This Week in MalWare
There have been several interesting malware stories in the news this week.
There’s a new worm circulating the social network called Koobface. Basically, you get a message from on of your friends that says something along the lines of, “I found this video with you in it, check it out,” and then you click on the link and the website tells you to update your Flash player. Of course, this isn’t an update to Flash, but rather a worm that steals passwords and account information. McAfee’s Avert Labs has a good piece of advice that everyone should follow to stay safe on the web:
Do not follow any unexpected hyperlinks you receive over the Web, Email, or IM, even if they are received from someone you know. It’s best to ask for confirmation from the sender; that they intentionally sent such a link.
On the other end of hyperlinks, it’s best to install software and updates from the source (such as adobe.com in this case) rather than trusting the content from a third-party website.
There’s also a new trojan that is specifically targeting the Firefox add-ons system and masquerading as a legitimate extension called Greasemonkey. The trojan gets installed through traditional means (codecs, flash update, etc) and installs into the add-ons and extensions folder. Once it’s been installed, it runs as a normal add on would, and watches what websites get visited. It looks for about 100 different sites, ranging from gaming to banking sites. Once it finds a site that it knows, it records the user name and password and reports back to the attacker. The piece of malware takes advantage of what I believe is a major design flaw in Firefox; any extension has complete access to everything the browser gets. This is a major reason way IT departments are reluctant to deploy FF on their networks. You really need to be careful when you are installing extensions, and make sure that they from a trusted source. If browsing a local intranet page with confidential information, it is a best practice to either use a clean FF with no add-ons, or Internet Explorer.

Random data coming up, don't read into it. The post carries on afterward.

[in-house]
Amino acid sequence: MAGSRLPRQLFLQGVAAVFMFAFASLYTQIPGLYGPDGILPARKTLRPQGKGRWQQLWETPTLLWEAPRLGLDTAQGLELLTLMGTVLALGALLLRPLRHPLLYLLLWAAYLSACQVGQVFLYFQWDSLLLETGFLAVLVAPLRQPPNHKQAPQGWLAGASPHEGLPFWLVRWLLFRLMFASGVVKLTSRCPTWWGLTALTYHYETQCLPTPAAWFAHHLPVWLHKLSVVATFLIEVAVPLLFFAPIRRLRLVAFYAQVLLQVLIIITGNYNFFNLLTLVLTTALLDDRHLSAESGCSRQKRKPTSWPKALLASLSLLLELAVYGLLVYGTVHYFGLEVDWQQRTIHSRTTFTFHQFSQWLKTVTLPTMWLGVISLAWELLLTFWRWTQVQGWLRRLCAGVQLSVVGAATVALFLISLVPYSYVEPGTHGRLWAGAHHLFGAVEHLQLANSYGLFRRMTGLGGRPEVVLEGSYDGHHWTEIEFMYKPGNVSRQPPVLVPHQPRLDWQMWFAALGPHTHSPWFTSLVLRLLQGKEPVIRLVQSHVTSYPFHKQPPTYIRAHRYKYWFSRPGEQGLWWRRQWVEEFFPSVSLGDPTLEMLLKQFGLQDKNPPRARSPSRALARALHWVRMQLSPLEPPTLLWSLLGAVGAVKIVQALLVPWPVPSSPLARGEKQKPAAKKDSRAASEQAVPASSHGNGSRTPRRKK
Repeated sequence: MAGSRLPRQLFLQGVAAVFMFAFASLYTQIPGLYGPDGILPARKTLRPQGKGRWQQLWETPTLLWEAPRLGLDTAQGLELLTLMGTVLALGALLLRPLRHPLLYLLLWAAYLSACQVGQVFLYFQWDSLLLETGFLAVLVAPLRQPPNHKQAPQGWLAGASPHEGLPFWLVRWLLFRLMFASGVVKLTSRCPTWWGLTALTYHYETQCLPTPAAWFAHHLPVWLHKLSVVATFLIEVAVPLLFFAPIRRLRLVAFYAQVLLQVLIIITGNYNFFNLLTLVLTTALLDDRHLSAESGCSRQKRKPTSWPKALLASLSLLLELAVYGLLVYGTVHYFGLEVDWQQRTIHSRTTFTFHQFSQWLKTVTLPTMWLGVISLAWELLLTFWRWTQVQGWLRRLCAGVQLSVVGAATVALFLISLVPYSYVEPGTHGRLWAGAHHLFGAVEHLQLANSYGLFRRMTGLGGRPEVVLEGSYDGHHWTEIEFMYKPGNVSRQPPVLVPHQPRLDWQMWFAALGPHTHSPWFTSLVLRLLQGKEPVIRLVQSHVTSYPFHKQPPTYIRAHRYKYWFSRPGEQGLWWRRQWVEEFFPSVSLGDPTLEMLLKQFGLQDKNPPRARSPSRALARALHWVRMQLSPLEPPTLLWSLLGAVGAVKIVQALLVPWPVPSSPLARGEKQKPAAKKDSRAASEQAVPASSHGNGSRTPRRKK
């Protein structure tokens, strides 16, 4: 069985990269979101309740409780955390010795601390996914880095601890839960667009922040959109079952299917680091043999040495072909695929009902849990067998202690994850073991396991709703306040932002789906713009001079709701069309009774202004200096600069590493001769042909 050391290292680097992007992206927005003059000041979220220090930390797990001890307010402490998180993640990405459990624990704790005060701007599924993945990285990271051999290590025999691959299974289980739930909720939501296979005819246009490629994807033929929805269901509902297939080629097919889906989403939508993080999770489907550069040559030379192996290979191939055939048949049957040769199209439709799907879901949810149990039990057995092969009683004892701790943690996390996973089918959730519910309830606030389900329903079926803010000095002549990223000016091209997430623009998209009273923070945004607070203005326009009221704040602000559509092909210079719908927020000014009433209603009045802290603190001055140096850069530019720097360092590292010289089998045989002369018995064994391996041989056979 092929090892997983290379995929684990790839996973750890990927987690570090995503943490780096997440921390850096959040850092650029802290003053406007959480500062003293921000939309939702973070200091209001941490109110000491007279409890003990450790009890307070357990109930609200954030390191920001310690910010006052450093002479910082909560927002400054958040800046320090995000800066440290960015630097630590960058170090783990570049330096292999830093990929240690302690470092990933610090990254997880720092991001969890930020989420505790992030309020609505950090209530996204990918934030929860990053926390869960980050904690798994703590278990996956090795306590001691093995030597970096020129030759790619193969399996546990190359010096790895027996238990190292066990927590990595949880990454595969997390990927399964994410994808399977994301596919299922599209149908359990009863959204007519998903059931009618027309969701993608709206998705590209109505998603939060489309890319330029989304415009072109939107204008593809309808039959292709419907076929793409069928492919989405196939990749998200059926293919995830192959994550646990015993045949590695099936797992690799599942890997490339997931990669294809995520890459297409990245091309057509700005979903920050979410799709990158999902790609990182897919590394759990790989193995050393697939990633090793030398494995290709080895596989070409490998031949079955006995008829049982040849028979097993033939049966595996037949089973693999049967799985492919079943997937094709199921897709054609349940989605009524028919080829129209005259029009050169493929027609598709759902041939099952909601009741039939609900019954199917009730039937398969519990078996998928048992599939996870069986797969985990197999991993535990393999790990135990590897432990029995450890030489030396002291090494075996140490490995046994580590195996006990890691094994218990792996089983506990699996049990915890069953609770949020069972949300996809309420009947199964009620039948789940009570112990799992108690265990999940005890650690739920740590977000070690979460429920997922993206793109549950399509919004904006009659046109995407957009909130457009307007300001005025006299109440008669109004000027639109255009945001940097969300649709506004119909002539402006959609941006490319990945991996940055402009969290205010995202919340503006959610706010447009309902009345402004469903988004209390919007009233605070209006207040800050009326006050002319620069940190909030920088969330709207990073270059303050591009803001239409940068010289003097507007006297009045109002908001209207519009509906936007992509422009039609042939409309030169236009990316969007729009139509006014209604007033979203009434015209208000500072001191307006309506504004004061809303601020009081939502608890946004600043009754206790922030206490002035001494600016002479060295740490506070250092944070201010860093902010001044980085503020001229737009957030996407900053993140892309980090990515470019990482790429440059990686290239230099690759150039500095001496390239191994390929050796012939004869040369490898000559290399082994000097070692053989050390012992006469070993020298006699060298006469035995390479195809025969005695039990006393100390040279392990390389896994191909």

Thirdly, Apple found itself in the malware spotlight after someone found an old support article in which the company recommended running anti-virus software on OSX. This sort opinion sort of flies in the face of their advertising campaign that says that OSX is immune to viruses due to it’s superior architecture. The controversy really started to mount with Apple quietly pulled that article from their support database and did a complete 180 on the issue. I think Apple is doing it’s users a disservice by acting so defiant about the issue. Suggesting that it’s users protect themselves with a modern anti-virus client which does more than just protect against viruses (it helps mitigate damage from trojans, phishing scams, and general data loss) does not mean that their product is flawed, or somehow inferior, it just means they care about their users. Throughout all of this debate though, people seemed to lose sight of the real reason why OSX users should have AV clients on their machines – they can still receive and forward Windows viruses! So please, if you’re on a shared open network, be courteous, and run an AV client.
Here are some of the links